Project: Sexta House
Architecture: All Arquitectura
Interior Design: All Arquitectura + Armónico
Landscape Project: FUNDAMENTAL
Structural Project: Project & Calc
Execution & Construction management: WRA Group
Location: Lomas Verdes, Mexico
Photo Credits: Zaickz Moz
Located within a residential complex, the name of this house comes from its location within the Sixth Section of Lomas Verdes, in the State of Mexico. The silhouette of the hills surrounding the landscape is composed of a collage of typologies, functions and forms that brings life to this context, which we seek to understand in order to make the most of its potential and conditioning factors.
The project arises from this analysis, integrating the natural climate conditions in the area to achieve maximum comfort in a sustainable way. At the same time, it stands out among the historically built for its design and architectural quality.
Having a property located within a closed housing complex dictates its relationship with the neighboring houses and opens the possibility of focusing the design on what happens inside of it, allowing to emphasize the link with the inhabitants -a family of four people: father, mother and two teenagers- and their activities. Therefore, the geometry of Sexta House turns inward, giving privacy to its spaces while seeking as much natural light as possible.
The massiveness present in the frank volumetry composition rises a play of shadows created by the juxtaposition between the same volumes and voids of the project. The light bouncing off the white stucco gives us ephemeral landscapes throughout the day, an evolution of the spaces through the hours.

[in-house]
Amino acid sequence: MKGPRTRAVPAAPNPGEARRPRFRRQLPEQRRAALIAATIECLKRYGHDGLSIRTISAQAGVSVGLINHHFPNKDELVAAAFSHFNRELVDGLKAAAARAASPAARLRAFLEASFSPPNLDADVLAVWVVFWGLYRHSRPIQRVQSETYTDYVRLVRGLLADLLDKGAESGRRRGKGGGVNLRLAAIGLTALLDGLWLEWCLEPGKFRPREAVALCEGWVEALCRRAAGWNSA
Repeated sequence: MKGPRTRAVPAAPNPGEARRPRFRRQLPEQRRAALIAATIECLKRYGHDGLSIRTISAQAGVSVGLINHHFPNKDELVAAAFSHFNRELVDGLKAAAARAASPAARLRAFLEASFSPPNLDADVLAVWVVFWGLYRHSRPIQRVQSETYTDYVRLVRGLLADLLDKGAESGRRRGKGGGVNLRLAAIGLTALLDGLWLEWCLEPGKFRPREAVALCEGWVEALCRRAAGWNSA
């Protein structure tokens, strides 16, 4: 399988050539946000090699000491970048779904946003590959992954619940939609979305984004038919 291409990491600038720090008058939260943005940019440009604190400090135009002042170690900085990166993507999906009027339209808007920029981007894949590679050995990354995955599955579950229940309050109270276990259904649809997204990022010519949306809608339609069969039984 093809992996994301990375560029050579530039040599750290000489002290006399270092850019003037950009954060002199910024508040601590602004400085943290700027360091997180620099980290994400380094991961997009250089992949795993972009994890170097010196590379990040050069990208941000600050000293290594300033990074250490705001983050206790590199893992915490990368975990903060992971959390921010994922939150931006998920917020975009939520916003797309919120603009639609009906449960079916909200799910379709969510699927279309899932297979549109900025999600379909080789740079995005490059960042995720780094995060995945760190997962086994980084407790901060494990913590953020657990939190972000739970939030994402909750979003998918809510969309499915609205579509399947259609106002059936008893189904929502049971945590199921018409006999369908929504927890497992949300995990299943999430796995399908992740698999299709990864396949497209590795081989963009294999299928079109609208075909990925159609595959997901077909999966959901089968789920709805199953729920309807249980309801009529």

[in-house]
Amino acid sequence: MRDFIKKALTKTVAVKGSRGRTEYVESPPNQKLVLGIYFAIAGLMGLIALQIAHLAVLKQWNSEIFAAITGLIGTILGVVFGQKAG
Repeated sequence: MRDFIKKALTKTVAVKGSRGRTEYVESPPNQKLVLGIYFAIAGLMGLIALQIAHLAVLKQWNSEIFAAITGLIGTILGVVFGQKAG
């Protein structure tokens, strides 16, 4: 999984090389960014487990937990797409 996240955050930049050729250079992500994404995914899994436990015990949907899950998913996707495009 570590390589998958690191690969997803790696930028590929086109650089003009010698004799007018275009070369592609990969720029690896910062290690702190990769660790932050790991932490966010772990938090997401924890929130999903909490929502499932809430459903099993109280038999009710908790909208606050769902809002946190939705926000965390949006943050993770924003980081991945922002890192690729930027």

The structure, in addition to providing solidity and a forceful architectural language, hierarchizes the spaces; for example, the only circular column of the project supports a large overhang that serves as an access deck while housing the main room.
The design of the Sexta House is based on the configuration of the narrow space of the land, which had three different slopes with up to 10m of difference, which led us to play with the levels to maximize the 350m2 of available area. The architectural program is developed on three floors arranged at 45º to take advantage of the sunlight through ten patios spread over the three levels.
Each level responds to a different atmosphere according to its use; the access floor, which corresponds to the intermediate level, houses the public areas (living room, dining room and front garden) and the semi-public areas (kitchen, back garden and study). A black acacia tree serves as the heart of the project, as well as the link between these spaces and the upper floor. The main circulations become radial, as they revolve around the lobby created by the central tree.
The first level shelters the private areas of the house. All bedrooms – three for the family on the first level, one for guests and one for service on the basement level – open onto an independent patio that naturally ventilates and illuminates each one. The master bedroom has its own bathroom, dressing room, sauna and small breakfast area.